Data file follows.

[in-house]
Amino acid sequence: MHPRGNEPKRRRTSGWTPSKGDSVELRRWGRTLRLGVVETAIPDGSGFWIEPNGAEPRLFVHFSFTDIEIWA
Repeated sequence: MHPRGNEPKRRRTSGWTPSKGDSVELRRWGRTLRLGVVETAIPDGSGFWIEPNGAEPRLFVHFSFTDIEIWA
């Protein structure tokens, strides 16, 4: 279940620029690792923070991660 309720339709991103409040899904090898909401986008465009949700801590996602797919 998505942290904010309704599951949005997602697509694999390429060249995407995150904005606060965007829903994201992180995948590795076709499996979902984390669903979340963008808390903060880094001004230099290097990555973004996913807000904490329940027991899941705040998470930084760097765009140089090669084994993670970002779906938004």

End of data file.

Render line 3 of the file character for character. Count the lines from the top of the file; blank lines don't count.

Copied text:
Repeated sequence: MHPRGNEPKRRRTSGWTPSKGDSVELRRWGRTLRLGVVETAIPDGSGFWIEPNGAEPRLFVHFSFTDIEIWA